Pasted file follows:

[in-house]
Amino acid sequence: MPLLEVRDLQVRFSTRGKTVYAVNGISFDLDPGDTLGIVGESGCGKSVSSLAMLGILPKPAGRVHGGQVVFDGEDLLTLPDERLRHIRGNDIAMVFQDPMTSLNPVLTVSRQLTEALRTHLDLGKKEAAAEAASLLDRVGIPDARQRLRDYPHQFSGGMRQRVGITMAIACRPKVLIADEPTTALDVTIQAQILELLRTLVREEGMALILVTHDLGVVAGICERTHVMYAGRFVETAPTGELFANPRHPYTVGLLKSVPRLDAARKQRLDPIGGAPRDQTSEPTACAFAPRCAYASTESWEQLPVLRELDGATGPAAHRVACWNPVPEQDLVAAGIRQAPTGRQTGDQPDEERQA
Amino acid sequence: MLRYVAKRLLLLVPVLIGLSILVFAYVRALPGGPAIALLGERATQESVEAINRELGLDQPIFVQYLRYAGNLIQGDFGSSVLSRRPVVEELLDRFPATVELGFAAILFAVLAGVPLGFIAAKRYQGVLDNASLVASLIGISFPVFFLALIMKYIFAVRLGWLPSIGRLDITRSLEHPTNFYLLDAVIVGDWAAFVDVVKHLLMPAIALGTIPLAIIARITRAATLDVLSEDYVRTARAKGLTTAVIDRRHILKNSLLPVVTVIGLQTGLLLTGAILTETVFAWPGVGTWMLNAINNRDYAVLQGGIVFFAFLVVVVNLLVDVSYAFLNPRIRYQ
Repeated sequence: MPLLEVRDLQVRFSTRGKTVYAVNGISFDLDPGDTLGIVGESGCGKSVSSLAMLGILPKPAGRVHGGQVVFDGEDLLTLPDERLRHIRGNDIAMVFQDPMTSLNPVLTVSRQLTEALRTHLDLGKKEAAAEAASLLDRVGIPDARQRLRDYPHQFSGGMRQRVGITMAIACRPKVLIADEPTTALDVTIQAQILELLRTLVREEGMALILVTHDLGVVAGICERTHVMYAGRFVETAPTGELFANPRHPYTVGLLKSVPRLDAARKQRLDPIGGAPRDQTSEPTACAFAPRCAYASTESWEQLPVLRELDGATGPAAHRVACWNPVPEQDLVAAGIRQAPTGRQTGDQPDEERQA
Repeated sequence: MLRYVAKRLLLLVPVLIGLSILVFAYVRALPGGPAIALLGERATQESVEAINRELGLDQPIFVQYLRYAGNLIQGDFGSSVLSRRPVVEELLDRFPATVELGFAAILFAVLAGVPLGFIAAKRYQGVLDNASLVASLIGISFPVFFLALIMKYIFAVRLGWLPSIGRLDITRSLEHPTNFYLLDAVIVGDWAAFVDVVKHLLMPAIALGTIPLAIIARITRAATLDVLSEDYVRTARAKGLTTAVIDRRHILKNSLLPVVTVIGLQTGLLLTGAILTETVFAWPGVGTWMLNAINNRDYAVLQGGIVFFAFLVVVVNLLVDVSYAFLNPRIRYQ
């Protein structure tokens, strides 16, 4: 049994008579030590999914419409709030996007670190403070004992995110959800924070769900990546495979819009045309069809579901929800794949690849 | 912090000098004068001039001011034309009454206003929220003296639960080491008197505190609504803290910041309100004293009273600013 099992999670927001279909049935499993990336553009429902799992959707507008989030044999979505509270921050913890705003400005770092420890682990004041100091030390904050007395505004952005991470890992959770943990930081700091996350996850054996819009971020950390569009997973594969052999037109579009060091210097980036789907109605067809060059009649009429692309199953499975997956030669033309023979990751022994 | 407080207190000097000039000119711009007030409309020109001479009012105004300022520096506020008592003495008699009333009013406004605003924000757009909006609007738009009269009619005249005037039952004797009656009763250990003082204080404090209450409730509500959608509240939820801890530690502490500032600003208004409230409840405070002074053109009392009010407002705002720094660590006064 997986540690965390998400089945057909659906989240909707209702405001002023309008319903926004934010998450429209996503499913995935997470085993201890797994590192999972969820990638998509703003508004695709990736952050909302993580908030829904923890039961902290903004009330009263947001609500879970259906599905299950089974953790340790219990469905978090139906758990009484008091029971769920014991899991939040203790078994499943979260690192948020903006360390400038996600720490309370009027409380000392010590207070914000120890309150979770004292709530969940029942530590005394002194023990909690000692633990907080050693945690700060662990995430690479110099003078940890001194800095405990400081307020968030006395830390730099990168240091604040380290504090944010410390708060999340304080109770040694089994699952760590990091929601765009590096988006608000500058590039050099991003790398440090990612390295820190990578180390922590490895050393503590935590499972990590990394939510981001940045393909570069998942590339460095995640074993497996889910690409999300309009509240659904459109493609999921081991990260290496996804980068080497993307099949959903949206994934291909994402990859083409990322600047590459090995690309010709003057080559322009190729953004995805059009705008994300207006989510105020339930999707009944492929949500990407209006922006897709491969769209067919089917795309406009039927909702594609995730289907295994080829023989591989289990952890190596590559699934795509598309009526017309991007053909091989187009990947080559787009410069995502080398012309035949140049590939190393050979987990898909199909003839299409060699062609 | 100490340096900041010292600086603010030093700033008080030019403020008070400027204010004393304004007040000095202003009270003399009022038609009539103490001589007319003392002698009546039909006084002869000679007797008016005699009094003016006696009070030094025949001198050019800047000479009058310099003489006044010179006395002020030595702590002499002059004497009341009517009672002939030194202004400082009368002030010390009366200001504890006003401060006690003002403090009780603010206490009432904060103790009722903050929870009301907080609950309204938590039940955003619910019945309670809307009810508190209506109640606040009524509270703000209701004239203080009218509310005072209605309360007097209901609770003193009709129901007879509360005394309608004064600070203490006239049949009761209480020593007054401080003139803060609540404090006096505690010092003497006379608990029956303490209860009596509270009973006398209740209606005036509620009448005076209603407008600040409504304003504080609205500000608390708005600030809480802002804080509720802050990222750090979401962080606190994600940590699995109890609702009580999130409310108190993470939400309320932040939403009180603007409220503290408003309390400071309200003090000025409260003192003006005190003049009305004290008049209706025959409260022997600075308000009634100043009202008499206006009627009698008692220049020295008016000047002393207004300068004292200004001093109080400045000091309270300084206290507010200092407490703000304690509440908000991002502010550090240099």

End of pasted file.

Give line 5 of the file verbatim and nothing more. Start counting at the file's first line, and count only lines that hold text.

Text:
Repeated sequence: MLRYVAKRLLLLVPVLIGLSILVFAYVRALPGGPAIALLGERATQESVEAINRELGLDQPIFVQYLRYAGNLIQGDFGSSVLSRRPVVEELLDRFPATVELGFAAILFAVLAGVPLGFIAAKRYQGVLDNASLVASLIGISFPVFFLALIMKYIFAVRLGWLPSIGRLDITRSLEHPTNFYLLDAVIVGDWAAFVDVVKHLLMPAIALGTIPLAIIARITRAATLDVLSEDYVRTARAKGLTTAVIDRRHILKNSLLPVVTVIGLQTGLLLTGAILTETVFAWPGVGTWMLNAINNRDYAVLQGGIVFFAFLVVVVNLLVDVSYAFLNPRIRYQ